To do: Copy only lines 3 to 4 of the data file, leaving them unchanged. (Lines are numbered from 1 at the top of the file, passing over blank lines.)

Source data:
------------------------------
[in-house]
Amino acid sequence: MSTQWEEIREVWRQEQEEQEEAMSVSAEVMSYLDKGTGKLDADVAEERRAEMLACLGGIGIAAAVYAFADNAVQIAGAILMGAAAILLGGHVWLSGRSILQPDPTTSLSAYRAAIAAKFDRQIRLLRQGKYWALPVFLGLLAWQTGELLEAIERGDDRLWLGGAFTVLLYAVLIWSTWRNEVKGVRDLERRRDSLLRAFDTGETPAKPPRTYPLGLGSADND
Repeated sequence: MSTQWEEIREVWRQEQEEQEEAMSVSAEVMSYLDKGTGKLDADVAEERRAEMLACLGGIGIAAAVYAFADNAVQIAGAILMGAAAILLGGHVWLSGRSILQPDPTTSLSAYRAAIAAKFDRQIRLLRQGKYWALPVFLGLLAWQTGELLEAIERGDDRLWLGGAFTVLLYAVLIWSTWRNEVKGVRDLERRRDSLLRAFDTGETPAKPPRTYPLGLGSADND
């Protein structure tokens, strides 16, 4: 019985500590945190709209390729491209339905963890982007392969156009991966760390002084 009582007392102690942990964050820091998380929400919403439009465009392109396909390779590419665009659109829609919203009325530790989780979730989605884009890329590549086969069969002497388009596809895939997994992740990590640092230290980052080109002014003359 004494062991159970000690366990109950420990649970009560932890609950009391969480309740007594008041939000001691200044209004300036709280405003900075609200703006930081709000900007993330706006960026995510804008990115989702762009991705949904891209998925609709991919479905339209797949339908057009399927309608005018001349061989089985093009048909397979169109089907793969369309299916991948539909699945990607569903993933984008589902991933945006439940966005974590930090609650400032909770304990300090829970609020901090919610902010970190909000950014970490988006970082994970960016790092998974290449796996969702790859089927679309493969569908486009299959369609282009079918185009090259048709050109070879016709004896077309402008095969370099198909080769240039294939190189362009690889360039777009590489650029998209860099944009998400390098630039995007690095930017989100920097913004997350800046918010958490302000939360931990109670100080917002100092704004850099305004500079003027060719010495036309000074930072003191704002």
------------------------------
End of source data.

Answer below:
Repeated sequence: MSTQWEEIREVWRQEQEEQEEAMSVSAEVMSYLDKGTGKLDADVAEERRAEMLACLGGIGIAAAVYAFADNAVQIAGAILMGAAAILLGGHVWLSGRSILQPDPTTSLSAYRAAIAAKFDRQIRLLRQGKYWALPVFLGLLAWQTGELLEAIERGDDRLWLGGAFTVLLYAVLIWSTWRNEVKGVRDLERRRDSLLRAFDTGETPAKPPRTYPLGLGSADND
């Protein structure tokens, strides 16, 4: 019985500590945190709209390729491209339905963890982007392969156009991966760390002084 009582007392102690942990964050820091998380929400919403439009465009392109396909390779590419665009659109829609919203009325530790989780979730989605884009890329590549086969069969002497388009596809895939997994992740990590640092230290980052080109002014003359 004494062991159970000690366990109950420990649970009560932890609950009391969480309740007594008041939000001691200044209004300036709280405003900075609200703006930081709000900007993330706006960026995510804008990115989702762009991705949904891209998925609709991919479905339209797949339908057009399927309608005018001349061989089985093009048909397979169109089907793969369309299916991948539909699945990607569903993933984008589902991933945006439940966005974590930090609650400032909770304990300090829970609020901090919610902010970190909000950014970490988006970082994970960016790092998974290449796996969702790859089927679309493969569908486009299959369609282009079918185009090259048709050109070879016709004896077309402008095969370099198909080769240039294939190189362009690889360039777009590489650029998209860099944009998400390098630039995007690095930017989100920097913004997350800046918010958490302000939360931990109670100080917002100092704004850099305004500079003027060719010495036309000074930072003191704002």